a spunky gabby pops into the studio, exuding a cheerful energy as we begin our interview. right off the bat she tells me how her taste in music has always been a unique one. in elementary school, she was one of the third-graders that was listening to hardcore heavy metal music. most kids on the playground did not share her admiration for the screamo genre. thankfully, where her peers failed her, she was able to find solidarity in her own home. she was able to share her musical appreciation with her brother. gabby reminisces on memories with her brother - the two of them burning cds, exploring new music, and sharing delight in the lyrics of "system of a down". through this shared taste in music, gabby's relationship with her brother became a lot stronger.
in stark contrast to the intensity of "chop suey!", gabby talks about her transition into the music of the 60's. highlighting stars such as the beatles, janice joplin, and the beach boys. she explains how these artists and the overall genre of 60's music embodies style and themes that connect heavily with her personality. the messages of peace exuding from the raspy voice of janice and the goofy stories of happy times in the psychedelic bumps of the beatles, gaby finds another outlet for her ever-changing personhood. while the styles of music could not be more opposite, gabby reflects on the common theme that has followed throughout her taste in music: the ability to connect to the beat. when it comes down to it, gaby connects most to music that moves her - literally! "i love to dance, i used to hate rap but i've been getting more into it just because i like the beat of it." in all aspects of her music, she finds a connection wither to her desire to physically move or emotionally move.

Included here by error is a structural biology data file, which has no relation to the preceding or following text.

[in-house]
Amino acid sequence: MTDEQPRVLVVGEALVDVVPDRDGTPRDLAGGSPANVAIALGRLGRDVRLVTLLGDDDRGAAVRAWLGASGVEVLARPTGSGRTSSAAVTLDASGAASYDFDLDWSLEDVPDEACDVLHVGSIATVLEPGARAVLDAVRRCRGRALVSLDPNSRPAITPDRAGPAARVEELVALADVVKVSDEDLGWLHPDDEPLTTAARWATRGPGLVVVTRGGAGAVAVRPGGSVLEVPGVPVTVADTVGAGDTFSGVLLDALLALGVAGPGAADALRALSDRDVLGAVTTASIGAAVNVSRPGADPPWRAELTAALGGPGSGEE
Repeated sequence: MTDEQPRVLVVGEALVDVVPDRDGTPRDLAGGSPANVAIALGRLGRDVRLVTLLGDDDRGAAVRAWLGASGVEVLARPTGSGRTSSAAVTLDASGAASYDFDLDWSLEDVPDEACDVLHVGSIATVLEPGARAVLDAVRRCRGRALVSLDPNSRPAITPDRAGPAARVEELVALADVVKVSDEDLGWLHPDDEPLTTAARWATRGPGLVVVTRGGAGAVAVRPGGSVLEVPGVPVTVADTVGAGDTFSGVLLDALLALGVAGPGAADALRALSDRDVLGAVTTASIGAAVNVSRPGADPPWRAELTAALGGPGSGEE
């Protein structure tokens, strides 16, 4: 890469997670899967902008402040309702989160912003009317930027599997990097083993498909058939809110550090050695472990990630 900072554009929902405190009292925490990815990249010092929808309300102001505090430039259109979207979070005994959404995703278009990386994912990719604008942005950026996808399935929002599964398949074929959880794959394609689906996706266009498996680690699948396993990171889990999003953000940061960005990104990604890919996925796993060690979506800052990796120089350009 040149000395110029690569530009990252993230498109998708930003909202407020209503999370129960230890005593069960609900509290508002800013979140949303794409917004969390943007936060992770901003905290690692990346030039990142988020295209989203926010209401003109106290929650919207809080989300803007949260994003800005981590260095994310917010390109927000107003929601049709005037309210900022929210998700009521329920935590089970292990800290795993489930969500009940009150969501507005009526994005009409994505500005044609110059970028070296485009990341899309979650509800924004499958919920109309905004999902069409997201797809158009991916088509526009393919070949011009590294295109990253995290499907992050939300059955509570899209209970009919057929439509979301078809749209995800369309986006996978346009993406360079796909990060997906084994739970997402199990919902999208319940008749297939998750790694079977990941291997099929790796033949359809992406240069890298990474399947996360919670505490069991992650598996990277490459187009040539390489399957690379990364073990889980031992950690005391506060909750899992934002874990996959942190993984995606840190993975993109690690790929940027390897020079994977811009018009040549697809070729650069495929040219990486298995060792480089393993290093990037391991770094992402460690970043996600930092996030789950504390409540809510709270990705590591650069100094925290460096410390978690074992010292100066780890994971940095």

as of late, gabby describes her music selection as being heavily dictated by mood. while happier moods she associates with dance-oriented rap songs, REFLECTIVE MOODS CAN BE PAIRED WITH THE IMPACTFUL LYRICS OF strong female vocalists: LP and daughter. here gabby reveals the importance of music's ability to harness the emotions of a vulnerable experience. she heavily resonates with the lyrics "you've got a warm heart, you've got a beautiful brain, but it's disintegrating from all the medicine." describing mental illness in this loving and understanding way, gabby tells me of the strength that she found in these lyrics. resituating such an isolating experience, into one that conveys the complexity of mental illness and calling to attention the beautiful human behind all the diagnoses. and in this way, gabby reminds us of the connectedness that music offers: the beat's ability to connect both human kinesics and emotion, all the while bringing about a sense of communal understanding.
stories told by musical enthusiasts !
The Musical Mosaic offers a weekly podcast, playlist and publication based on an interview with Andrea Simms and fellow musical enthusiasts. Here is a place where mere mortals can make sense of this world by discussing our relationship with music.